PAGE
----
You might be able to avoid the traffic to Penn Station with this new mode of transportation. The High Line X Moynihan Connector will link the High Line’s Spur to the public plaza at Manhattan West, the route will lead all the way to Moynihan Train Hall on 9th ave.
The connector broke in February of this year but with construction starting now it will hopefully be reopened for use in the spring of 2023. The design for the connector was originally made in collaboration with James Corner Field Operations, who was a part of the High Line’s original design team, and Skidmore, Owings & Merrill.
“The High Line’s connection to Moynihan Train Hall and other nearby attractions complements our investments in Midtown West, encourages better pedestrian access and provides New Yorkers with a truly one-of-a-kind experience,” said New York Governor Kathy Hochul when referring to the original unveiling of the High Line X Moynihan Connector in September 2021.
The main purpose of the connector is to bring New Yorkers a safe, quicker and more enjoyable way to get to where they need to go. The connector will link together neighborhoods, institutions, businesses, parks and transportation hubs.
The connector consists of two intersecting bridges, the Woodland Bridge and the Warren Truss-style Timber Bridge. A majority of construction has been focused on the Woodland Bridge which branches off of the High Line’s Spur and serves as the main connection point. The bridge is made up out of heavy-duty, custom-shaped precast concrete panels, supported by a steel structure. The bridge creates an approximately 370-foot-long planter.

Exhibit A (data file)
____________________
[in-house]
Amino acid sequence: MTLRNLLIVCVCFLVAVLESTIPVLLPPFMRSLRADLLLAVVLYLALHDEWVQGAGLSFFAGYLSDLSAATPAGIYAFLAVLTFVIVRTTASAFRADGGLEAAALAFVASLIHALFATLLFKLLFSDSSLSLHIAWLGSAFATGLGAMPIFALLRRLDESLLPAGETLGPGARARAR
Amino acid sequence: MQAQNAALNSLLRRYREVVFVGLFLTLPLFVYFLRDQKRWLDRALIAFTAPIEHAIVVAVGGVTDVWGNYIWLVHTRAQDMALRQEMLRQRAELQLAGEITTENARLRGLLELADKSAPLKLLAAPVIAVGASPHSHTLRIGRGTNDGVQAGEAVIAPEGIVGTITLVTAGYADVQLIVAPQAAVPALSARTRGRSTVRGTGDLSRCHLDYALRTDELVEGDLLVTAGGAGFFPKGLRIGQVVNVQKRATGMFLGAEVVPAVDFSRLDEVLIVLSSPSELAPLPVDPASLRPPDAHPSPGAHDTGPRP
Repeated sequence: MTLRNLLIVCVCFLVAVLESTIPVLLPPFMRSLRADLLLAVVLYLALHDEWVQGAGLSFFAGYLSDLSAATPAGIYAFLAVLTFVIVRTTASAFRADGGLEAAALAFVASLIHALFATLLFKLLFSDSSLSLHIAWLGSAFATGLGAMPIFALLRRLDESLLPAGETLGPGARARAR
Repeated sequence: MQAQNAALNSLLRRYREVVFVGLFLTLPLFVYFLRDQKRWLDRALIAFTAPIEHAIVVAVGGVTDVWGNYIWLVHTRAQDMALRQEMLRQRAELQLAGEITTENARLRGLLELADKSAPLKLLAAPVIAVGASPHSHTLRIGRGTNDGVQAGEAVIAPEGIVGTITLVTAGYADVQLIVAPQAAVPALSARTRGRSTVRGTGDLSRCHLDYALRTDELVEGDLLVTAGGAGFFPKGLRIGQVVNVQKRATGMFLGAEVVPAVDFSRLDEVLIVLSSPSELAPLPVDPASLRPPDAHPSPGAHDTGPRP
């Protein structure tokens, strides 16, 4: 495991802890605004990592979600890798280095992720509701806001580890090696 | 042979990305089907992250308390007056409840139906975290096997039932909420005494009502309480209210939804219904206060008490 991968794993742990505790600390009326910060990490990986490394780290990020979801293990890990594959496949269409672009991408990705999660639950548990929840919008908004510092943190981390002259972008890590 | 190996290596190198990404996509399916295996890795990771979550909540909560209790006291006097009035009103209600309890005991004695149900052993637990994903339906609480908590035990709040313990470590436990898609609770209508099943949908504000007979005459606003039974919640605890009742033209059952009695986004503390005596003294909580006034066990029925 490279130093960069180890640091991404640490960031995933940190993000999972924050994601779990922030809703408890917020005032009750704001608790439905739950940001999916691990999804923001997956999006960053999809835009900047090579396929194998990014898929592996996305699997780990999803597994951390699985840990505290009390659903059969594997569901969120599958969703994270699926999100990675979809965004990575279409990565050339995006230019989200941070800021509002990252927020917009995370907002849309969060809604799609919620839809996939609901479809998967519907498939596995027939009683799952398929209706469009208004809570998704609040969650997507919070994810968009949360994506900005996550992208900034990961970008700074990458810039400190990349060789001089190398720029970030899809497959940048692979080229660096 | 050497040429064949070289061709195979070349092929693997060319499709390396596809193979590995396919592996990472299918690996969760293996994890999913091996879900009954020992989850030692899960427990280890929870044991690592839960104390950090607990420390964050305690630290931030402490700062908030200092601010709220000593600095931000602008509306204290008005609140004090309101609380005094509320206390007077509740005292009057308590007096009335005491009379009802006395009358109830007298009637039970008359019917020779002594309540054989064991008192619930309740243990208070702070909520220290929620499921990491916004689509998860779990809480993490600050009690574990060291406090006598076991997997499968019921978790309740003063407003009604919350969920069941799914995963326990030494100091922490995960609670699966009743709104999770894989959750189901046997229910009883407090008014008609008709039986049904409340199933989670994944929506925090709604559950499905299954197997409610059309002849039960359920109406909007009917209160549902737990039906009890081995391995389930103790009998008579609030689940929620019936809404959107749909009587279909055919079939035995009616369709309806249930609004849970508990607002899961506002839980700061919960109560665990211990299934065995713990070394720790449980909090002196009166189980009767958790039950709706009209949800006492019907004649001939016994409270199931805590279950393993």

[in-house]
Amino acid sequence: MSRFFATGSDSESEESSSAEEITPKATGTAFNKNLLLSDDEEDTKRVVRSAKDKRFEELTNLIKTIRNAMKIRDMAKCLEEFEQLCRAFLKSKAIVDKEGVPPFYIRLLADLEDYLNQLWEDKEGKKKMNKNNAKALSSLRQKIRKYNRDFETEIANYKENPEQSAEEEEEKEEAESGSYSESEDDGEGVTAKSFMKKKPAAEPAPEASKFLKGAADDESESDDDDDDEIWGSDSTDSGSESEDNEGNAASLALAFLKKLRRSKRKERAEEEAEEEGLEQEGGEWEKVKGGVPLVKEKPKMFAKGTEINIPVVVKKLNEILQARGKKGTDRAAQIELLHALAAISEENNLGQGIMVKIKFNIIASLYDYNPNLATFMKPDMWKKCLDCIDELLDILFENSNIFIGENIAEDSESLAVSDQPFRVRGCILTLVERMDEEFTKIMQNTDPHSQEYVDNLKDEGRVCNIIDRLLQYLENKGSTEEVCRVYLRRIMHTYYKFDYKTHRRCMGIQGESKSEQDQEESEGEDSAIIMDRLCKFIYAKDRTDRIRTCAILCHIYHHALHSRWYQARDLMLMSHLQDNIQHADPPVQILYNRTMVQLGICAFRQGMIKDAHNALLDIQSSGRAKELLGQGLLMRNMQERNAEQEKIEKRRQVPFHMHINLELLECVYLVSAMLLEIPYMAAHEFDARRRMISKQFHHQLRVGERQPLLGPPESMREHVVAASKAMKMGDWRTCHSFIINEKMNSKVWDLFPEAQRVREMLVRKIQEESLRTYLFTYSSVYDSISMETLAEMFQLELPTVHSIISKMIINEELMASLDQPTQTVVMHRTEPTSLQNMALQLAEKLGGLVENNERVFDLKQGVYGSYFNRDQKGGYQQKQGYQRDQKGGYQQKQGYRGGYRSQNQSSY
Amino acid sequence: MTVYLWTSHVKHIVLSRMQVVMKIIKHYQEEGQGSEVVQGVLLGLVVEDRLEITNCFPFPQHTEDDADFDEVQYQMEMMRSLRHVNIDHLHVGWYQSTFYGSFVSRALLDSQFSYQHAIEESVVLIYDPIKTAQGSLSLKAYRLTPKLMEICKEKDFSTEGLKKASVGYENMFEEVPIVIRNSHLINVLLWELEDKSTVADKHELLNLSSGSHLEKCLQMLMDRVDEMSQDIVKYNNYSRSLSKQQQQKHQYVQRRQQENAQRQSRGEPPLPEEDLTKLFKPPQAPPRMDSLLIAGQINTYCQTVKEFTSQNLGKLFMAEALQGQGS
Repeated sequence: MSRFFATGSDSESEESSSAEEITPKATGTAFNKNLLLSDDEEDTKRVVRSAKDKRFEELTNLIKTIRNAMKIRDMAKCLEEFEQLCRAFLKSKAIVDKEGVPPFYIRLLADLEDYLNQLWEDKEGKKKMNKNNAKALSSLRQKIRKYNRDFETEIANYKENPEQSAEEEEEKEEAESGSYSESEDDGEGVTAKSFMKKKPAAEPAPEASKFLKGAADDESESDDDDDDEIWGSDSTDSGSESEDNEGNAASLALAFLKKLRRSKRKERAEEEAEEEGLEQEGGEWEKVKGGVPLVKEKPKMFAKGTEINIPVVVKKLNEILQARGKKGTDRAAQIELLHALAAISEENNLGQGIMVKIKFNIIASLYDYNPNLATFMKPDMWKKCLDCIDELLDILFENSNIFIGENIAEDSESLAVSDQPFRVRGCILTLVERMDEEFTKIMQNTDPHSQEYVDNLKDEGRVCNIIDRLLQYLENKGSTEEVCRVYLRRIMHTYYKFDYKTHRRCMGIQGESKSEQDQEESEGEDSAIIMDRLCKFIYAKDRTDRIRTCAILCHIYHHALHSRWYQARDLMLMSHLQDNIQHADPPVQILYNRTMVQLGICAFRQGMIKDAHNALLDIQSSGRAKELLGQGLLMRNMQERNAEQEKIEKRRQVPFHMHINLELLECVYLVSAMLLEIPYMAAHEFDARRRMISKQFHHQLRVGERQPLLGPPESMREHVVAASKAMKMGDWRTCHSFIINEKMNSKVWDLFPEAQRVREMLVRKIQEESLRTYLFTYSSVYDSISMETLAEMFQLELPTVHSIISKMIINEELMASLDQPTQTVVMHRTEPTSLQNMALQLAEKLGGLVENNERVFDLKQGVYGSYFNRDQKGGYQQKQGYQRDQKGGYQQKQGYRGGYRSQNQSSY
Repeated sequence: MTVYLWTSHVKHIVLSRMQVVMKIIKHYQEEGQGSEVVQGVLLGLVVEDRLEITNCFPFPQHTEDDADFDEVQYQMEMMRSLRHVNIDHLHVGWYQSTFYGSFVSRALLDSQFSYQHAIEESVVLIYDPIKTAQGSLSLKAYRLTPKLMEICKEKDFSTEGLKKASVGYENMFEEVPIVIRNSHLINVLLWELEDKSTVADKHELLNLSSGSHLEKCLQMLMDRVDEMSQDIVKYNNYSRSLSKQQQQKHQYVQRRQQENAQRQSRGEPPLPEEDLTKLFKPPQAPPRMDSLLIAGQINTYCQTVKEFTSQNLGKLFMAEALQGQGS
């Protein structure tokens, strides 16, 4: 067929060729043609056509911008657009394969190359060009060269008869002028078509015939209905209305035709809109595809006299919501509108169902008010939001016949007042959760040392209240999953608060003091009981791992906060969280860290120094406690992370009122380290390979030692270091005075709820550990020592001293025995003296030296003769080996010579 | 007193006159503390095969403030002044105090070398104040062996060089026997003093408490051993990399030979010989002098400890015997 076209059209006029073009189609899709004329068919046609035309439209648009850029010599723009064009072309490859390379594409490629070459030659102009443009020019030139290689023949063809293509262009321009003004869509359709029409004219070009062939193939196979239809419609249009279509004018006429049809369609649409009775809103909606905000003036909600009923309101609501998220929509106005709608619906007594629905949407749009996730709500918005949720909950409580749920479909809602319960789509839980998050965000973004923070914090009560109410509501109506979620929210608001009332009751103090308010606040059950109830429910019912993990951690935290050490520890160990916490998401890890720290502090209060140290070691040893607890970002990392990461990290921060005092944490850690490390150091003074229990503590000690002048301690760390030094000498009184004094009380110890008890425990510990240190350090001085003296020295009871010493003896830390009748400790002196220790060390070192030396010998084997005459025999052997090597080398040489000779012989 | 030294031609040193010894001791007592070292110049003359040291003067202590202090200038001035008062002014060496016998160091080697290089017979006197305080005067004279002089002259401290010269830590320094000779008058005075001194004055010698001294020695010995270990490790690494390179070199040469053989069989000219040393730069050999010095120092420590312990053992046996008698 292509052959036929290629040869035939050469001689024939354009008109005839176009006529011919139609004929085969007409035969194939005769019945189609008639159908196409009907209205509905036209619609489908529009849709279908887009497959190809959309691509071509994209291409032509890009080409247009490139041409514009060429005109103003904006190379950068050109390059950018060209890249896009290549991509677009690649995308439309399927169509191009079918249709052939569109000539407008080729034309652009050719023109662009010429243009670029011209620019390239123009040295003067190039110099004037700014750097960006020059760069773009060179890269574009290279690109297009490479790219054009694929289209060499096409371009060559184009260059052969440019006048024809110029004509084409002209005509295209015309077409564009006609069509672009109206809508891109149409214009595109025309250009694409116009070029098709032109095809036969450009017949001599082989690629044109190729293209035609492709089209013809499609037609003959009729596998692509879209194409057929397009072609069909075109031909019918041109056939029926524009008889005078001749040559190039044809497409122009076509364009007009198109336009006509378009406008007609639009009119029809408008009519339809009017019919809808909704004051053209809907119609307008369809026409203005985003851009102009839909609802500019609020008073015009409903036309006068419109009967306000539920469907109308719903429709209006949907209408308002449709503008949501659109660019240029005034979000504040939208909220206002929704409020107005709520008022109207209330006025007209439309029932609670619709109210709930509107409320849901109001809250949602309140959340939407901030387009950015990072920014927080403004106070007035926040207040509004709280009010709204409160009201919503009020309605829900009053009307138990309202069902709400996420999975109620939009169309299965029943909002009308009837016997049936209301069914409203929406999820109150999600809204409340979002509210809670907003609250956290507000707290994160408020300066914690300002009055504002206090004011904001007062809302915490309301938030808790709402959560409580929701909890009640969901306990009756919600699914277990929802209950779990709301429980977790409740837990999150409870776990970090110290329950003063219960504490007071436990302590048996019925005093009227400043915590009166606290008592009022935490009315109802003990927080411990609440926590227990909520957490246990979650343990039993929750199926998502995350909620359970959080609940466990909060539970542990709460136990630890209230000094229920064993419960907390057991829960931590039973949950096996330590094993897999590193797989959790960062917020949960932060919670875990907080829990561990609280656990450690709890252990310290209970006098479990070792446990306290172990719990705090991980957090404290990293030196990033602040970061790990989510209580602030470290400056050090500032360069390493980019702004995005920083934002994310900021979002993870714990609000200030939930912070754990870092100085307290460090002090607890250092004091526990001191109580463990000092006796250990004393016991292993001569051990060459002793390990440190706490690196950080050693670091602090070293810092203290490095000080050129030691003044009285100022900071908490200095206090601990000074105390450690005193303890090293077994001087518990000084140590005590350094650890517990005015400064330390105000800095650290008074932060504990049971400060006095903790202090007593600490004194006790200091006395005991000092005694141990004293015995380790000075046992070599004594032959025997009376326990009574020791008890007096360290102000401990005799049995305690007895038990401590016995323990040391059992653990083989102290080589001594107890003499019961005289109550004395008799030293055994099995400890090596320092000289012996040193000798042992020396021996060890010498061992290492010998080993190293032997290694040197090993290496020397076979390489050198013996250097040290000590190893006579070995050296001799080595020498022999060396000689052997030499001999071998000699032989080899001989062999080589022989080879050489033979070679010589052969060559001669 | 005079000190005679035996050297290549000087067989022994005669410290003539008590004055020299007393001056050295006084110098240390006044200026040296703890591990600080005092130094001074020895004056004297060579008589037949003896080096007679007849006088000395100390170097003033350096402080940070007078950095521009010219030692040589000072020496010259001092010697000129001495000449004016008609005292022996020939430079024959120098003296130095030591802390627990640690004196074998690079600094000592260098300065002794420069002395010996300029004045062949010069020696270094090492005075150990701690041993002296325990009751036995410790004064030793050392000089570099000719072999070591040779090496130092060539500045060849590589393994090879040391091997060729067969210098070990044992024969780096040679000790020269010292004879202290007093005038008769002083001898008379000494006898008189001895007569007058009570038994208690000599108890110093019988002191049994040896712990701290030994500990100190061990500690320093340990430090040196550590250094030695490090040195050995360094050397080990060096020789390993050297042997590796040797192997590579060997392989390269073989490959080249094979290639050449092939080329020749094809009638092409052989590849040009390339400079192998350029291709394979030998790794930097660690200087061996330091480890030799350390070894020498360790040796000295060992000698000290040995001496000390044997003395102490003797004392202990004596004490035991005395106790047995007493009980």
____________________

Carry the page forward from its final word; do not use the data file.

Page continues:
The Woodland Bridge’s v-shape allows up to 5 feet of soil. This means that the structure will be able to support large-scale trees to provide the city with another point of natural beauty. In the next few months, the bridge will be prepared and filled with soil, once it is secure the planting will begin.
The bridge’s walkway will be suspended over the planter soil, allowing for healthy root growth and protection for the plants. The design will allow for rain water to drip down into the soil which will minimize irrigation demands and upkeep. The bridge will be partially self-sustaining.
“I am personally excited about the seasonality of the planting design,” said Isabel Castilla, principal at James Corner Field Operations, who is working on the landscape design. “It will contribute to providing a very varied experience to users across the year with open vistas and sun exposure in the winter, a colorful array of flowers in the spring, a great sense of enclosure and dappled shade in the summer, and rich colors in the fall.”
The newest addition to the connection, the Timber Bridge, will be pre-constructed in sections offsite and then assembled along Dyer Ave in the next coming months. The Woodland Bridge and the Timber Bridge will connect with each other.